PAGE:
Cryptic Species Lurk Even in North America
When it comes to determining the number of animal species we have here on Earth, biologists don’t have a good count — not even close. Thousands are discovered every year, and newly discovered genetic differences continue to spur reclassifications of many other animals we thought we knew. And while it’s exciting to discover these so-called ‘cryptic species,’ their contribution to our understanding of the planet’s biodiversity will also play an important role in future conservation decisions.
In the last fifteen years, researchers have taken a look at specimens from tropical areas like Madagascar and the Amazonia-Guianas region. By sequencing short stretches of DNA to quantify how related animals are — a technique called DNA barcoding — biologists have revealed that there are at least twice as many amphibian species than they had estimated based on looks alone.
A new study has taken that same technique and applied it to North America. Even though the continent gets plenty of attention from biologists, only 14 percent of its reptile and amphibian species have had their DNA sequenced. Analyzing the specimens of 274 species, this new study increased the figure to 43 percent. The researchers didn’t find a trove of undiscovered species hiding in unexplored areas, but they did confirm hunches that certain, widely dispersed animals were actually several species. They also found mistakes in the identification of museum specimens.
The results suggest that there could be even more species to discover.
“You really need the genetic information to tell the species apart, to say this is a cryptic species complex,” said Anne Chambers, a PhD candidate at University of Texas at Austin and the lead author of the study. Though differences in a small stretch of DNA don’t prove animals come from different species, Chambers said it’s a reliable way to flag cases where biologists might want to take a closer look.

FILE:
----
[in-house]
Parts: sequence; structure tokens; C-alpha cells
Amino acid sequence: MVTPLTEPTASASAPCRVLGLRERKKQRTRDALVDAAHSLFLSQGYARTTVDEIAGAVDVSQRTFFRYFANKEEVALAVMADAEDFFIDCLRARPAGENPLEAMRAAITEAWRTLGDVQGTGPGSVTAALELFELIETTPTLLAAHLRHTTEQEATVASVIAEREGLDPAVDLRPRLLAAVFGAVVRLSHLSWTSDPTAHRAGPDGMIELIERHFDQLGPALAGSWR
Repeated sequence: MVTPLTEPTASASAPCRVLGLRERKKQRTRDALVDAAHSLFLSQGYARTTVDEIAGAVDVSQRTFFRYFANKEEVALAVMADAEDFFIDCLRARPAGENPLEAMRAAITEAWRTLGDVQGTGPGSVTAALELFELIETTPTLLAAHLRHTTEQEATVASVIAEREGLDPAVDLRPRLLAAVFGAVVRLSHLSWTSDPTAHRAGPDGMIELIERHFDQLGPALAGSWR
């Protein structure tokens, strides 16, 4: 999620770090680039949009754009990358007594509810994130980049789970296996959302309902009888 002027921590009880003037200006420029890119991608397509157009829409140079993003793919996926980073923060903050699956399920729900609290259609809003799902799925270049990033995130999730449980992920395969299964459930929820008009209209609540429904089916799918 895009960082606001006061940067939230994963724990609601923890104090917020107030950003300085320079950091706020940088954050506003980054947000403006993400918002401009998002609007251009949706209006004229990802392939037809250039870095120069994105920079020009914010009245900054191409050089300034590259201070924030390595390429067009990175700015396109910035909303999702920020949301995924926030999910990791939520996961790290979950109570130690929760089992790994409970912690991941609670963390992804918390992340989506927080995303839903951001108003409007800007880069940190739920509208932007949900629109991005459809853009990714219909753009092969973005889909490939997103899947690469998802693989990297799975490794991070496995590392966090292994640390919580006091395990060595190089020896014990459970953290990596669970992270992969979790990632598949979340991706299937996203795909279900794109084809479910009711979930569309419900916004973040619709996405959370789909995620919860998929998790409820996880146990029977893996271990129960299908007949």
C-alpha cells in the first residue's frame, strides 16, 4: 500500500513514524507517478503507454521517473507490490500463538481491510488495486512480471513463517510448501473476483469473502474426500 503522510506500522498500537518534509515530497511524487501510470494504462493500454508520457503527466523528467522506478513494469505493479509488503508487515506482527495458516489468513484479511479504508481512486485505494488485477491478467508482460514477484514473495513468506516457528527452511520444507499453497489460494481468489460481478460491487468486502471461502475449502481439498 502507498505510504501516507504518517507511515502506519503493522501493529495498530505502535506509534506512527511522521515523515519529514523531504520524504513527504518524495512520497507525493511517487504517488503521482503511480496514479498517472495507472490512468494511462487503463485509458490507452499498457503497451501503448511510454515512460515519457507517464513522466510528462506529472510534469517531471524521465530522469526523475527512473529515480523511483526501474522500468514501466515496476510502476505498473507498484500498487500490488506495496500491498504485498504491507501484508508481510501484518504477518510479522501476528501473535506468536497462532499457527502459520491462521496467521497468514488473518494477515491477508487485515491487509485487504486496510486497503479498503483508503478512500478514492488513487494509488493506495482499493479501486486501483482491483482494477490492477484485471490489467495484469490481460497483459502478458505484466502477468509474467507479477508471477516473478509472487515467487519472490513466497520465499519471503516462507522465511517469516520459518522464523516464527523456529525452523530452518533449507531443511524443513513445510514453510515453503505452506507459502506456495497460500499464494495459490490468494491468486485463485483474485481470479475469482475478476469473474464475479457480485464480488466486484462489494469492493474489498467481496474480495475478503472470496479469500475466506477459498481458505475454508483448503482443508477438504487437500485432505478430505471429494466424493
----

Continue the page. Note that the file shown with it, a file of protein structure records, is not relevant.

While North America has fewer species and has historically received more scientific attention than the tropics, Andrew Crawford, a biology professor at the University of the Andes in Colombia, said Chambers’ study shows that surprises hide even in well-studied places. Crawford explained that, after the DNA is analyzed, if biologists return to the field and find the populations have different mating calls or slightly different appearances, they’re probably separate species. This is important because species that look similar don’t necessarily do the same thing in the ecosystem. If a species is not officially “discovered,” it’s at risk.
“You can only write legislation to protect it if it has a name,” Crawford said. If an agency is choosing where to place a nature reserve and wants to protect the maximum number of species, having an inaccurate species count is a problem, he said.
Chambers’ study showed big genetic gaps among the specimens of three reptiles — the lesser earless lizard, the desert iguana, and the common chuckwalla. Each name probably covers at least two species — and the lesser earless lizard could actually have several. This helps confirm earlier hypotheses that these populations contain more than one species, but herpetologists haven’t sorted out just how many there are yet.
According to David Vieites, a researcher at the Spanish Research Council, the planet’s changing climate means it’s important to preserve even very similar species.
“By preserving all the diversity, we are actually preserving millions of years of evolution, as well the evolutionary potential for the future,” Vieites said. For example, it’s unclear which lesser earless lizard lineage will adapt the best to climate change. “If we only preserve one of them, we may lose all if this one cannot deal with climate change.”